Orientation matters. Whether for people or plants, the building’s orientation is a major consideration. “Making use of natural light is important, not only because it promotes wellness, but by maximising daylight, electric light usage is minimised. Natural ventilation is just as important – far better air quality than air-conditioning.” She added, “If we could apply these principles everywhere, we’d eradicate sick building syndrome.”

The Zululami gatehouse has a lush green growing wall, and an exquisite roof garden with plants trickling  down softly into the courtyard.  Installation of these should always be done by specialists, as their knowledge and expertise matters, in particular, the roof garden, because of the required irrigation/waterproofing. There are various DIY green wall fittings on the market today, and   if you’d like to try, do start small. It needs extensive homework and, ideally, a really handy man.

The gatehouse is also constructed of wonderfully raw, natural, locally sourced materials, which play a major role in integrating spaces with nature. “When inside the building, there’s a constant visual contact to the outside,” says Lisa, “ reaffirming that human-nature connection.” .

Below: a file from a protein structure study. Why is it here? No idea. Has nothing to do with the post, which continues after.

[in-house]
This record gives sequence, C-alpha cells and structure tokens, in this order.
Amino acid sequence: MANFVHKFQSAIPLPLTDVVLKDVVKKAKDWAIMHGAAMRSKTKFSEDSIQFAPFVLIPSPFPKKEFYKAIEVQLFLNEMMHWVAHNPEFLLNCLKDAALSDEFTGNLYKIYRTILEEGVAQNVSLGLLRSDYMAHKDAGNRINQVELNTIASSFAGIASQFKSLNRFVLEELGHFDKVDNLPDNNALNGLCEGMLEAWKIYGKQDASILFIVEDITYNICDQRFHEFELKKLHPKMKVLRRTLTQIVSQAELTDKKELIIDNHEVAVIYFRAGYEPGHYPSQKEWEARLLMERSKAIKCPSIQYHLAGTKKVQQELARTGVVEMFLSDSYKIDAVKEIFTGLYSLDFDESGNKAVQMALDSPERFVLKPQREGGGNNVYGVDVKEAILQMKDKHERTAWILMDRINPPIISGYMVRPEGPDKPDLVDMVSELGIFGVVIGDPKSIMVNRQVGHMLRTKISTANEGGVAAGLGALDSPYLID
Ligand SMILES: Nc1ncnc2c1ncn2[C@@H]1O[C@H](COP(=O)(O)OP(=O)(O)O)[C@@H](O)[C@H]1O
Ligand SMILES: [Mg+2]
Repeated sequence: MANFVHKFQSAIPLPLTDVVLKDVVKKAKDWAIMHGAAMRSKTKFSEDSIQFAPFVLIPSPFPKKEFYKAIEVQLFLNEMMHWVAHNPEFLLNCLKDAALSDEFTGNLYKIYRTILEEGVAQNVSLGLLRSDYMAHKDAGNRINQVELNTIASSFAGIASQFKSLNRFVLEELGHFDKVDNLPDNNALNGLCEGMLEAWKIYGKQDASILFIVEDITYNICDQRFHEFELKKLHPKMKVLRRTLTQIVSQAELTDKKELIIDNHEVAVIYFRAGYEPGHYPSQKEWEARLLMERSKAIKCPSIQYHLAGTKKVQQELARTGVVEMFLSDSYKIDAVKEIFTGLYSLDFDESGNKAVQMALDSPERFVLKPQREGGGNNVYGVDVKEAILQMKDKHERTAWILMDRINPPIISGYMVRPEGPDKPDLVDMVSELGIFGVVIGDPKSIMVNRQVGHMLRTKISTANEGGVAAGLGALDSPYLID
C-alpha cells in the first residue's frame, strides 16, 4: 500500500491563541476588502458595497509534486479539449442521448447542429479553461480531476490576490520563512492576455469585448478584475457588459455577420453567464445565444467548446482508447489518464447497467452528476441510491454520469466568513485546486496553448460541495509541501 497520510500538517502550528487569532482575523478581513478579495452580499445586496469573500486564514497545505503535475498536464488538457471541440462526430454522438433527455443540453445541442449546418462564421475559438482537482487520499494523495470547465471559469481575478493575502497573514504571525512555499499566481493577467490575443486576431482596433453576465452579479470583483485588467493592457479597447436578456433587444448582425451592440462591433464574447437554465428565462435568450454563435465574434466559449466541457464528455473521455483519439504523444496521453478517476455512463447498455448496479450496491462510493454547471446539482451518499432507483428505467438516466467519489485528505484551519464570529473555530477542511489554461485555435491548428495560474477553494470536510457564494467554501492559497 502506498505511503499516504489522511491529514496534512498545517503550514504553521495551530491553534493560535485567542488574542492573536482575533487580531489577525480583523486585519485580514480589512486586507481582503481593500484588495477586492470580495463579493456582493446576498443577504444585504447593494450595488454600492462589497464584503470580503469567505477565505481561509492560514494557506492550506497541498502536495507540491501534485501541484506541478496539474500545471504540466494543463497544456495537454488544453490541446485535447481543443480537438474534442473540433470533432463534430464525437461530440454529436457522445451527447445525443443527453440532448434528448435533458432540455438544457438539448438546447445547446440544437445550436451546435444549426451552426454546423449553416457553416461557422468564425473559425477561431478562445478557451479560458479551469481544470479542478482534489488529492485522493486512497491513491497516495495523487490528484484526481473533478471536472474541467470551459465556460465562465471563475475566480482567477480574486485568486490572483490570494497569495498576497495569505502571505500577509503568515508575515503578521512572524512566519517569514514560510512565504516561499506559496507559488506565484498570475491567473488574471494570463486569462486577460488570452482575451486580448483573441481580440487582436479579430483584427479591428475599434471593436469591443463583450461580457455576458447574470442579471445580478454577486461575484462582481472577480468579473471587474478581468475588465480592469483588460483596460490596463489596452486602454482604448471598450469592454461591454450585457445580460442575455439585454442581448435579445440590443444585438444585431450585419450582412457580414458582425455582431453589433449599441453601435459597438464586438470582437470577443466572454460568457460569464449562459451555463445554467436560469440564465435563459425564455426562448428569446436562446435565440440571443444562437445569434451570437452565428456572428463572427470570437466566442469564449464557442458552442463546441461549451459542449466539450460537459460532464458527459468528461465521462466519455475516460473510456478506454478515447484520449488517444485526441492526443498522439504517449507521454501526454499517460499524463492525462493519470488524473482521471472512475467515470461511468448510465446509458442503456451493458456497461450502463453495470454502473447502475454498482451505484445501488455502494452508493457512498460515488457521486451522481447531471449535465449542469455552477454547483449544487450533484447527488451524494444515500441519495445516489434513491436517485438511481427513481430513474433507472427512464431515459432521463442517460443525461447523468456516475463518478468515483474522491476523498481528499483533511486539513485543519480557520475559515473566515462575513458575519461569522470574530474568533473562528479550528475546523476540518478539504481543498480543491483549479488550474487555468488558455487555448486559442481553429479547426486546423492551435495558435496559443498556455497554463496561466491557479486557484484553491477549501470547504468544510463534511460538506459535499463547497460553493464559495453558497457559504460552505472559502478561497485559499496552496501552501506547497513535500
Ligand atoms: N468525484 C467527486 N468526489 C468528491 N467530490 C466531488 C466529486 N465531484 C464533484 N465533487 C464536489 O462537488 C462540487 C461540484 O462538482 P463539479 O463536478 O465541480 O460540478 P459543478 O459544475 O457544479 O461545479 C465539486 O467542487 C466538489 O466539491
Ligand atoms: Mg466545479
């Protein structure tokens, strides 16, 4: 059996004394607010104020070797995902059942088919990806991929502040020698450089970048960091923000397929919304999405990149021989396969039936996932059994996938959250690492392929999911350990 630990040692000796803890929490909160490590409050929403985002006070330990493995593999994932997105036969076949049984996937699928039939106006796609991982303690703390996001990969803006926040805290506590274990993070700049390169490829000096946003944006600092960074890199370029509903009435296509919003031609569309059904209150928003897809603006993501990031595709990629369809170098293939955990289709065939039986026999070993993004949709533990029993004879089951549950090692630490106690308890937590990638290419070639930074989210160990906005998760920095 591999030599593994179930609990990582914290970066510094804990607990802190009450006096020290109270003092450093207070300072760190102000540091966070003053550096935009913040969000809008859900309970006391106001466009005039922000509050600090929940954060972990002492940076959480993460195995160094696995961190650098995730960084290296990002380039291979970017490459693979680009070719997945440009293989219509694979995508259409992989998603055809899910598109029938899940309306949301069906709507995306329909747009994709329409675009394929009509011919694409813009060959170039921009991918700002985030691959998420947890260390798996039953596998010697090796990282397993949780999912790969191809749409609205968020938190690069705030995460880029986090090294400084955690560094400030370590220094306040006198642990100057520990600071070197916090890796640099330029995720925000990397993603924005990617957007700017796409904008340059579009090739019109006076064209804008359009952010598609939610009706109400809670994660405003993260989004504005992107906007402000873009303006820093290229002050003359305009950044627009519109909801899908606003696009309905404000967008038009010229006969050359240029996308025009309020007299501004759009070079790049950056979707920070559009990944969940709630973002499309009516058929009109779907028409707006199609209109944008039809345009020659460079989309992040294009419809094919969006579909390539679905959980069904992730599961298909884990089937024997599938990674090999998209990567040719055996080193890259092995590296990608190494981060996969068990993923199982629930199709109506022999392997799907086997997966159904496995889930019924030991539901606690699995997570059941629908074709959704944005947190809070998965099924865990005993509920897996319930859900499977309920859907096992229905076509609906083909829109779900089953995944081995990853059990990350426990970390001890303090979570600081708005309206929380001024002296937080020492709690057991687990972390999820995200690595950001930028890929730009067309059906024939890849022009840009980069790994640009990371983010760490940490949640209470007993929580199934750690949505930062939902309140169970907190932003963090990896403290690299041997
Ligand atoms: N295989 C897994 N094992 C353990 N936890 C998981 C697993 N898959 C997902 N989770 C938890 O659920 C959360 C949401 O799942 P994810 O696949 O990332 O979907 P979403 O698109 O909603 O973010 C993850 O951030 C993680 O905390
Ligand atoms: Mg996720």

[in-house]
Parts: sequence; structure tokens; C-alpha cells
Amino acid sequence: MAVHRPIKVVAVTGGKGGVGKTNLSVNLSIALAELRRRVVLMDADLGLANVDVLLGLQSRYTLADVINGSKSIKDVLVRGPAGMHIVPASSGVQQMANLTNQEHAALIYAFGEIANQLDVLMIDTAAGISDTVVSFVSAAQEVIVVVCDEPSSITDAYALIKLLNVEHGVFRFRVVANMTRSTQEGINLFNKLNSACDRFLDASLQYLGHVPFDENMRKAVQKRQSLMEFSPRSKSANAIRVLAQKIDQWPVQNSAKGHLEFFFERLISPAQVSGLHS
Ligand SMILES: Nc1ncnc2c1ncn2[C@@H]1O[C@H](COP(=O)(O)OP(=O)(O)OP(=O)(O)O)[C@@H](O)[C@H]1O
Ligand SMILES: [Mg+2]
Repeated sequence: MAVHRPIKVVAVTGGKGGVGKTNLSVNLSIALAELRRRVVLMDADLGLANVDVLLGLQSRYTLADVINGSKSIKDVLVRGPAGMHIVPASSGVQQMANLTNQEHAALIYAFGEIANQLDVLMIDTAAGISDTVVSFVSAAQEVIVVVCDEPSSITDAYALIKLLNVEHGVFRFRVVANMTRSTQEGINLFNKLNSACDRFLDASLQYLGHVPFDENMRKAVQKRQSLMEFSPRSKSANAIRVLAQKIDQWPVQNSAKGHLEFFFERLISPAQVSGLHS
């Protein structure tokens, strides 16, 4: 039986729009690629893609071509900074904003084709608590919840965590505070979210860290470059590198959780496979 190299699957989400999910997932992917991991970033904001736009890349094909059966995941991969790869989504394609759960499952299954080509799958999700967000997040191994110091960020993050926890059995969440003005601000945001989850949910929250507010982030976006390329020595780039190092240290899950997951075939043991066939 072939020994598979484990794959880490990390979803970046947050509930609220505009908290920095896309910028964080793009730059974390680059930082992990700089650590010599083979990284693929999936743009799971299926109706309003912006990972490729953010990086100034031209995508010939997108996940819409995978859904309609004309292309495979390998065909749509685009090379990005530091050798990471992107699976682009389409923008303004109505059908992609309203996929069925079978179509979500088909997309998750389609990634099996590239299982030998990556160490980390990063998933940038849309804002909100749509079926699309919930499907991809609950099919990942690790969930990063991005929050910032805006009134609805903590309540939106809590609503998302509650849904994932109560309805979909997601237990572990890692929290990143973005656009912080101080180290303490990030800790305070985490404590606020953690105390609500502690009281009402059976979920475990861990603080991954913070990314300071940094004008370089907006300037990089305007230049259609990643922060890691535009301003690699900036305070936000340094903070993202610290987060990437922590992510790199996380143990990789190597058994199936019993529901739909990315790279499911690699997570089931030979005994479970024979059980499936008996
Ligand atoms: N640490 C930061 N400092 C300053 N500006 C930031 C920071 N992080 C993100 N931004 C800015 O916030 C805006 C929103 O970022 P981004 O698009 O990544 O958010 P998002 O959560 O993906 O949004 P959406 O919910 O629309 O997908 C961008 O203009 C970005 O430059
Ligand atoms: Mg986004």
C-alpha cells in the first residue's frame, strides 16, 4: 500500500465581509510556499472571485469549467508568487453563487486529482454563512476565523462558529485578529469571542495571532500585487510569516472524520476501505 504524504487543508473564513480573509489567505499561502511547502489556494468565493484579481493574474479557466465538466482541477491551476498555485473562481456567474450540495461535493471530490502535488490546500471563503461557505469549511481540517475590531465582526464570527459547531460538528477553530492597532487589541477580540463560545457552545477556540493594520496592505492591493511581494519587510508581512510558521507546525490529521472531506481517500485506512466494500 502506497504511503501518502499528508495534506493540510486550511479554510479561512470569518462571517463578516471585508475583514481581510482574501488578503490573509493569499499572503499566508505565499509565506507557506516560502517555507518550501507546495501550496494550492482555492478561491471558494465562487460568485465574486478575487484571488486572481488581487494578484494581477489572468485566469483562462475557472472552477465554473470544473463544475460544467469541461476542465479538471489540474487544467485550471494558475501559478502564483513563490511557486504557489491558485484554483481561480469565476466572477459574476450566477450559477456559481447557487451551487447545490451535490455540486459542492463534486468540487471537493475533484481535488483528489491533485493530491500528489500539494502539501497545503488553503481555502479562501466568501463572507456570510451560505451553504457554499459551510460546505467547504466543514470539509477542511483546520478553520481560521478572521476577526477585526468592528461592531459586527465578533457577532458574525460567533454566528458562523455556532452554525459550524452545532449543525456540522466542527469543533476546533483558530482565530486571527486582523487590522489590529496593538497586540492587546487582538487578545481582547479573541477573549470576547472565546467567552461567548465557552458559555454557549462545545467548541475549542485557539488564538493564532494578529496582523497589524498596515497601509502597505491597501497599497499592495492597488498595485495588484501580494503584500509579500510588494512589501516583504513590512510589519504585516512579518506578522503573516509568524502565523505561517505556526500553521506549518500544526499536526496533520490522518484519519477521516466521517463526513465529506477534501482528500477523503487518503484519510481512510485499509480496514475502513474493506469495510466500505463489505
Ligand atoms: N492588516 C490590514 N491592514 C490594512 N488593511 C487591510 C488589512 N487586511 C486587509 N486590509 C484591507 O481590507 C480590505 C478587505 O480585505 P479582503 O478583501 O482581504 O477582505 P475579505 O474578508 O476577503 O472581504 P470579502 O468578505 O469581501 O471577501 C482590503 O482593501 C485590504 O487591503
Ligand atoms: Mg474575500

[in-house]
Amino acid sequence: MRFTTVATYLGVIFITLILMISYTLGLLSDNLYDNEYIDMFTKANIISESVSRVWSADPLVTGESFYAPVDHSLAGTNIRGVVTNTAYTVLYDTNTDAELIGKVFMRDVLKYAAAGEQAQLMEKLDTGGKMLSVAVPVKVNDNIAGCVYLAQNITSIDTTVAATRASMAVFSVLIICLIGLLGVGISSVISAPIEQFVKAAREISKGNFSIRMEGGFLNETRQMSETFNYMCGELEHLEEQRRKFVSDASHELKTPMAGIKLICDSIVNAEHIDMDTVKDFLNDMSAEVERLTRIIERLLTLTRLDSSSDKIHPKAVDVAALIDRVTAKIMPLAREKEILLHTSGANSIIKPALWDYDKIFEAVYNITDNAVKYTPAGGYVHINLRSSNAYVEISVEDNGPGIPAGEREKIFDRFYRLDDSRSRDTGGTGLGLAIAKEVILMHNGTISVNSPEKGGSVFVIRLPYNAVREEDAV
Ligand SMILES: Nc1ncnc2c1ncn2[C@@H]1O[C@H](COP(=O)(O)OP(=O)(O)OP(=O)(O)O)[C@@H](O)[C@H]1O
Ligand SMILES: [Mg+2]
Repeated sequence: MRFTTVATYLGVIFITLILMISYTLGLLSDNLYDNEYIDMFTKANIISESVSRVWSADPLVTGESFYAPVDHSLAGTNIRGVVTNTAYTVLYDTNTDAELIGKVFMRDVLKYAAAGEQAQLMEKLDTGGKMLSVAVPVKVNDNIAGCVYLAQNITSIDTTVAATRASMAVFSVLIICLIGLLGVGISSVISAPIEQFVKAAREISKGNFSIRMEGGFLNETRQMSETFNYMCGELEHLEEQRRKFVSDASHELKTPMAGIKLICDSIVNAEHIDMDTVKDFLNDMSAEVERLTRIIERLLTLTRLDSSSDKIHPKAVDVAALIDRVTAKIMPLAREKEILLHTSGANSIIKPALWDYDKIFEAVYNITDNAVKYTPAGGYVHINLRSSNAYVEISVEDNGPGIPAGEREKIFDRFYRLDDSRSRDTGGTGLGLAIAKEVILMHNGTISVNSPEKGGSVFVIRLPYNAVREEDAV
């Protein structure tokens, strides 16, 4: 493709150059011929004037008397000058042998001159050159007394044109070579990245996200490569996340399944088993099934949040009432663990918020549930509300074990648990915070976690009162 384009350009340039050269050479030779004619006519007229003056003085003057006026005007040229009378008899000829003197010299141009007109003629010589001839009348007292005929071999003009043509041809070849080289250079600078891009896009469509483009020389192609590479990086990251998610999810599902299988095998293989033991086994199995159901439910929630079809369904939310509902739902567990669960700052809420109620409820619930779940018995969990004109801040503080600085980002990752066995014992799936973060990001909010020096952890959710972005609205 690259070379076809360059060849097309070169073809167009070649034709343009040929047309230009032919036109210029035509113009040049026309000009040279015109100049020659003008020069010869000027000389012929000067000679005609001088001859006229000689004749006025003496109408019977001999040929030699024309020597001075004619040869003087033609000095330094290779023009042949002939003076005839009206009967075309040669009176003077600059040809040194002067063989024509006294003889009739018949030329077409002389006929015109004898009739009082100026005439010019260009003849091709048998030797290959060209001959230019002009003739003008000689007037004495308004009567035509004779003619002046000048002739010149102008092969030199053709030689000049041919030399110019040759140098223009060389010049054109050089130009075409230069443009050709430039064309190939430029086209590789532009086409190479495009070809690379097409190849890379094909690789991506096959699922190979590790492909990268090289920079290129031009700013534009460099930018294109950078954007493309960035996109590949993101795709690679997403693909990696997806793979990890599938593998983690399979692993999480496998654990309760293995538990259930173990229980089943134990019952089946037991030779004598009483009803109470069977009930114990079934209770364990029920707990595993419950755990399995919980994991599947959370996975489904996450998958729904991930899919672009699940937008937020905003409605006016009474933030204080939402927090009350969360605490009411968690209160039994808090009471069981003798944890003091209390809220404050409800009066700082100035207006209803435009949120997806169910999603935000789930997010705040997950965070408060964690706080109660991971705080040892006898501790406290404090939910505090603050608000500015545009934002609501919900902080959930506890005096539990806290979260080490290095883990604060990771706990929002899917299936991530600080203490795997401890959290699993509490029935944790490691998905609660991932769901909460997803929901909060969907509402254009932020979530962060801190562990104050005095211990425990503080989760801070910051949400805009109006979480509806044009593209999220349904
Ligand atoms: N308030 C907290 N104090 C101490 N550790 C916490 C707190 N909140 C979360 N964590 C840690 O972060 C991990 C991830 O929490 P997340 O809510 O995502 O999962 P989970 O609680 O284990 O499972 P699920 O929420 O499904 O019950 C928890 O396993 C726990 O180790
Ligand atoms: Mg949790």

What do you need to begin your reconnect with nature? “A change of consciousness and a different approach,” says Bernice. Simply including indoor plants is a good, effective start, and although trends are not the issue here, plants are increasingly considered an integral part of good-looking, alive décor. “Once the realisation and acceptance lands that nature has a health benefit, it’s relatively easy from there. Just start small.

“There are so many ways to begin. It could be a decision to create a collection of staghorn ferns on a timber screen, or orchids on a tree. You could decide to give over a quarter of your lawn to plantings which attract birds, bees and butterflies,” suggests Bernice.